With the results of last month’s election becoming official, the winners are beginning their new terms and the town of Charlotte is preparing for the start of liquor by the drink sales. The Dickson County Election Commission certified the results of the election at a brief meeting Nov. 21. Administrator of Elections Roxanne Hagewood reported there were 11 provisional ballots that were added to the unofficial totals reported Nov. 8 and they did not affect the outcome of any races. New mayors began their terms in Vanleer and Slayden last week. Jason Weaver officially took over as mayor of Vanleer at the Board of Aldermen meeting Nov. 26. The position had been vacant for two years after Mayor Larry Robertson did not seek re-election in 2014 and nobody ran for the office. The board decided not to fill the vacancy by appointment and Weaver presided over the board’s meetings as vice mayor. Weaver ran unopposed for the two-year term as mayor. The Vanleer Board of Alderman also saw three new members begin their terms. Chris Farmer, Elizabeth “Libby” Gilmore and Ty Weaver took their positions on the board with re-elected incumbents Dwight McIllwain and Ruben Schmittou. Tony Taylor did not seek re-election, Weaver ran for mayor and one seat had been vacant since the resignation of Westley Albright in April. The following night saw Wayne White take over as mayor of Slayden. White was unopposed in seeking the two-year term after two-term incumbent Gary Hodges decided not to seek re-election. Incumbents Mary Smathers and Deborah Smith began new two-year terms and will have to select a third member for the Slayden Town Council after there were not enough candidates on the ballot. At its meeting Nov. 27, the Charlotte Town Council began the process of putting in regulations to allow liquor to be sold for on-premise consumption after voters approved a liquor-by-the-drink referendum by more than 80 votes. The council passed on first reading ordinances setting application fees and the procedures for obtaining a certificate of compliance from the town as part of the application for a license from the Tennessee Alcoholic Beverage Commission. Mayor Bill Davis scheduled a special meeting of the council on Dec. 6 for a second and final vote on the new regulations. The Charlotte Town Council does not regularly hold a December meeting. Next week Burns and White Bluff will start the new terms of the election winners. At Monday night’s Burns Board of Commissioners meeting, Landon Mathis will begin his third two-year term as mayor after holding off challenger Stephen Cathey. Incumbent Ed “Shot” Grove will begin his third term on the board of commissioners, Jerry Perella will start his second term and Valton Potter will begin his first full term after being appointed to complete the term of Stephen Hayes. Wayne Lomax joins the board as a new commissioner after Chris Holland did not seek re-election. At Tuesday night’s meeting, White Bluff Mayor Linda Hayes will begin her third term after winning an unopposed race. Incumbent town council members Stephanie Murrell and Dan Clark will begin their second four-year terms after being re-elected over challengers John Edward Bennett and Jason Foriest. State Rep. Mary Littleton of Dickson will begin her third term representing the 78th District in the Tennessee House of Representatives when the 110th General Assembly convenes Jan. 10. Michael Curcio of Dickson will be sworn in as the new representative for the 69th District that day, after winning the seat vacated by eight-term incumbent David Shepard.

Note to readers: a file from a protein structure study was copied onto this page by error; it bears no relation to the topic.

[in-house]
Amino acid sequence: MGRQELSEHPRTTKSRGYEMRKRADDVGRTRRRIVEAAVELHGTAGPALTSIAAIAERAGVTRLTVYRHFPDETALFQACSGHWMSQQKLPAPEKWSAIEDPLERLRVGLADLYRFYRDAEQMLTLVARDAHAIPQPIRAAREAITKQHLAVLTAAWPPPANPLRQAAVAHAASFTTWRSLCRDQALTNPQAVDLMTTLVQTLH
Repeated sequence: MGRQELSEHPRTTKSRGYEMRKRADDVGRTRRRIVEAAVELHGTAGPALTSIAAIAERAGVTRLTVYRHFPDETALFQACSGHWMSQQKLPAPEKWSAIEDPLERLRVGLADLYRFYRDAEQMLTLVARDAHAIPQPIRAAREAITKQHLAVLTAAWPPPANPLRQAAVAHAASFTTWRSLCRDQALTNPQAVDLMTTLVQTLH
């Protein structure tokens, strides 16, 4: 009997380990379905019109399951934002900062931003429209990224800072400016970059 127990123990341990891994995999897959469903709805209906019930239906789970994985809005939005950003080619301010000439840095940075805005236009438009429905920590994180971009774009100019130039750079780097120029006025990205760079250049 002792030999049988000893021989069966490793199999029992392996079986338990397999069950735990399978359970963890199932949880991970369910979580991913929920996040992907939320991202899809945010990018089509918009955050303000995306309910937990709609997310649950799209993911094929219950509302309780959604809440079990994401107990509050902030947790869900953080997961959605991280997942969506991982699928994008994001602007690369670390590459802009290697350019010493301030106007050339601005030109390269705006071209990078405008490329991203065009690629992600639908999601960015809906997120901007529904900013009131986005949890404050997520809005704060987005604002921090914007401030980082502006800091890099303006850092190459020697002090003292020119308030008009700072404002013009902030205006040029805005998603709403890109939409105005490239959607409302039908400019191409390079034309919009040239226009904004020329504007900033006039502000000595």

Christmas in Downtown Dickson features Santa Claus, refreshments, entertainment, a live nativity, carriage rides, special sales, prizes and the lighting of the city Christmas tree tonight. The downtown event will be 5-9 pm at participating merchants on North and South Main Street, Center Avenue, College Street and Murrell Street. The ceremony to light the city Christmas tree will begin at 4:30 pm in Tom Waychoff Memorial Park at the corner of East College and Main streets. The tree features decorations from students at Centennial Elementary School and the ceremony will feature a performance by members of the Dickson County High School Choir. With his reindeer resting for Christmas, Santa will arrive courtesy of the Dickson Fire Department at 5:00 and be available for pictures at L&K Studios above House Blend with packages starting at $20. The Bank of Dickson is sponsoring free carriage rides starting at the Main Street branch. The Dickson County Help Center will host its live nativity featuring camels, donkeys and sheep. There will be soup and refreshments, live entertainment including performers from The Quest Center and a 50-percent sale in the Thrift Store. There will be refreshments, drawings for prizes and special sales at various downtown businesses, including Friendly Neighbor Store, Lou and Bugs, Three Times a Lady and others. Dave Parks and Band will perform 6-8 pm at Patina V. There will be live music at Home Again Antiques. Zander’s Pizza will offer free face painting for diners. Main Street Interventions will have free hot chocolate. The Clement Railroad Hotel Museum is hosting its Christmas Membership Reception 5-8 pm. There will be music, food and beverages and it is free to all museum members. The annual Santa Paws Christmas Auction to benefit the Humane Society of Dickson County is 12-9 pm at Events on Main. Bidding will take place throughout the day and end at 9 pm with the highest bidders able to pick up their items at that time. The silent auction features a variety of items including gift baskets, merchandise, gift cards, tickets to the Grand Ole Opry and Grand Old Hatchery, a night’s stay at East Hills Bed and Breakfast, meals at local restaurants and more. Special items in this year’s auction include lunch and a tour with Dickson County Sheriff Jeff Bledsoe and lunches with county Mayor Bob Rial, Charlotte Mayor Bill Davis, White Bluff Mayor Linda Hayes and Burns Mayor Landon Mathis. Santa will be at Events on Main for pictures with pets 4-8 pm.